By Mark Hodge @MrHodgey

AN INTREPID adventurer stands on the precipice of the most active lava lake in the world

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Videographer / Director: Sam Cossman
Producer: Sam Cossman, Mark Hodge, Chloe Browne
Editor: Joshua Douglas

The adventurer's custom built heat suit can withstand radiant temperatures of up to 3000 degrees fahrenheit

This incredible footage was shot by filmmaker Sam Cossman and his team and shows his harrowing journey into the Marum crater, which is one of only seven lava lakes on the planet, located on the remote island of Ambrym, in the Republic of Vanuatu.

Fire-starter: Cossman proudly stands above the caldron of lava

In 2014 the 33-year-old left his home in San Francisco to fulfil his dream as a digital storyteller and tech-explorer.

Sam and his team used high tech drones, virtual reality cameras, and biometric wearable sensors to learn more about the geology of such an extreme environment.

The drone which helped the team map the lava lake and its surroundings

The project was funded by iPhone accessory company, Kenu.com, and had a crew of experts including volcanic explorer Brad Ambrose, award winning videographer Conor Toumarkine, Drone Pilot Simon Jardine and Phd Astrobilogist Dr. Jeff Marlow.

Hot spot: Aerial drone footage showing the remote lava lake

The team created the first ever 3D scale model of a volcano and lava lake.

Georgia native Sam wore a custom built industrial heat suit which is built to withstand radiant temperatures of up to 3000 degrees Fahrenheit.

He said: “My first trip to the volcano in September 2014 produced a video which went viral and reignited my passion for filmmaking and adventure.

“Marum is one of the most extreme and active volcanoes on earth, home to a roiling pit of molten rock that is in a perpetual state of explosion.

Journey to the centre of the Earth: The red hot lava illuminates Sam's surroundings

“Its a dangerous place – getting to the bottom requires a 1200 foot vertical descent into the depths of the caldera, an area so immense that it could easily swallow the Empire State Building.

“Toxic super heated gas, falling boulders, acid rain, and violent expulsion of molten rock are among the many perils of the dangerous journey.

Space man: Sam wearing his industrial heat suit looking like a character from an old science fiction movie

“Shortly after the expedition, there was a large flank eruption triggered by an earthquake that would have killed anyone even remotely in the area, fortunately they had just recently departed.”

The aim of the project was to get a better understanding of how microbial life could exist and colonise in such an extreme environment.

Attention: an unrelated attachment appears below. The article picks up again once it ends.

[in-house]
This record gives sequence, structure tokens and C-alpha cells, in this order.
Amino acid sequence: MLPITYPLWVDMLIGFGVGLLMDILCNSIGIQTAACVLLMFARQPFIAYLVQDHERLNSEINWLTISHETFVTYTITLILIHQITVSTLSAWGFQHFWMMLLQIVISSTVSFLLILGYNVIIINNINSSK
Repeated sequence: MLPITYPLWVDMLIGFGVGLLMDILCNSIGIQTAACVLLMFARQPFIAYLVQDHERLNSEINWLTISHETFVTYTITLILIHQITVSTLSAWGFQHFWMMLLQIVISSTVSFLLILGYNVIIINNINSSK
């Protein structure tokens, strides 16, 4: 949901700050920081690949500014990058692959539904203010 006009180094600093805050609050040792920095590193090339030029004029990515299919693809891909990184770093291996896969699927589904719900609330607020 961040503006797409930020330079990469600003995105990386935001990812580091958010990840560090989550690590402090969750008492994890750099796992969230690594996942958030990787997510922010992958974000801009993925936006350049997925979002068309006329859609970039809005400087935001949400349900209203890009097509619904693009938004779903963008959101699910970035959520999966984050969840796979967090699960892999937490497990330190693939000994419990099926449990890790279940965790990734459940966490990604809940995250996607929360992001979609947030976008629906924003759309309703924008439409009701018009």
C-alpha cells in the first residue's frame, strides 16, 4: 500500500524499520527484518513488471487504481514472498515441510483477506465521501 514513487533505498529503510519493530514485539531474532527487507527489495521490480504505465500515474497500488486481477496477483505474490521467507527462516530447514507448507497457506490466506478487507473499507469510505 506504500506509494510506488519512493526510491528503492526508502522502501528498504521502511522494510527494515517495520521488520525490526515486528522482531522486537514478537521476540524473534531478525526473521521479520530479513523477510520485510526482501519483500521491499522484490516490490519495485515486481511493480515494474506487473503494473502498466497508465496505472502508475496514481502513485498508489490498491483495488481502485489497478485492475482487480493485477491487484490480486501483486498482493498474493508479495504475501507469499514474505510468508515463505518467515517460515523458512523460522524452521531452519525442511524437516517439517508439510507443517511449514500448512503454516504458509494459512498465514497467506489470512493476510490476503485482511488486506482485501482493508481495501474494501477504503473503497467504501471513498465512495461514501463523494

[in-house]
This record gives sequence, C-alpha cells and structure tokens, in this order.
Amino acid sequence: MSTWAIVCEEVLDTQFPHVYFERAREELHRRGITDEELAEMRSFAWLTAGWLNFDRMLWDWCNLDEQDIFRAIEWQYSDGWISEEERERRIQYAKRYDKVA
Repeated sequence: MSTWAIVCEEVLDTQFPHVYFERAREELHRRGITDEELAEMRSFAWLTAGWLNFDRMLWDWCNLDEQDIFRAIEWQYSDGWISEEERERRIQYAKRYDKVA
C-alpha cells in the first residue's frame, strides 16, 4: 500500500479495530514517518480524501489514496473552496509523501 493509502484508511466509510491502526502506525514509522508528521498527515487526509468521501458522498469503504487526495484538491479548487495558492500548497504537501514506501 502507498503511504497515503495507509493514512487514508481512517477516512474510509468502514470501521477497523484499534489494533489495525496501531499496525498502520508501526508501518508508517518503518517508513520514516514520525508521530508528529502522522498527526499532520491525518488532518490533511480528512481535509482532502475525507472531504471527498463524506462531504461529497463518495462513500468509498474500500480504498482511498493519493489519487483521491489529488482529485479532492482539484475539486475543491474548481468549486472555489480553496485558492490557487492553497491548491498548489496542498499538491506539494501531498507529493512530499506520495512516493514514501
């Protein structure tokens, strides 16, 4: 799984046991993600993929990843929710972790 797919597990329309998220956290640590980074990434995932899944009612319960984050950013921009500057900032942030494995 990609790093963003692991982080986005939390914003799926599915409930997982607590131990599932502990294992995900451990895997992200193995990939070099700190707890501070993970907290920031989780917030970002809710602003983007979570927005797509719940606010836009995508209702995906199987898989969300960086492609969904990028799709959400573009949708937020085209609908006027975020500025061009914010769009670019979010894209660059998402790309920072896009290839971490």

A bird's eye view of the huge lava lake as Sam slowly climbs down towards it

Team member Dr. Marlow is currently testing samples taken from the crater using NASA's SHERLOC device which will be used in the space agency's next mission to Mars in 2020.

The crew used a drone to map areas of the crater which they were unable to view and measure the size and scale of such a unique environment.

Sam said: “Because it’s the single greatest source of sulphur dioxide on the planet, getting a clear picture with satellite imagery is nearly impossible.

Action man: Sam investigates crater Marum, which is one of only seven lava lakes in the world

“The expedition’s drone pilot, Simon Jardine, managed to capture aerial images at various moments which allowed the team to stitch the photos together using specialized software.

The heat is on: Sam lowers himself down towards the lava lake - which is reflected on his glasses

“In doing so, they created the first of its kind gas free true-to-scale 3D model of a volcano and lava lake – which enabled us to take precise measurements.”

Filmmaker Sam triumphantly stands above the ferocious lava lake

Sam and the team used the 3D model to enable virtual field research with volcanologists and other scientists from around the world.

Indeed, the adventurer and his crew transformed the otherwise inaccessible environment into a fully immersive virtual environment which can be explored by anyone with a laptop and a wifi connection,

Sam said: “The project represents a quantum leap for education and classrooms of the future.

“With the proper expertise, gear, adaptability, and a healthy respect for mother nature, the expedition was a calculated risk, but one that was absolutely worth it.

“It was a truly awe inspiring experience to witness the Earth’s underlying forces first hand.

“Facing our own mortality is in some way a healthy reminder to appreciate life.”

For more information about Kenu's products and Sam's expedition please visit: http://www.kenu.com/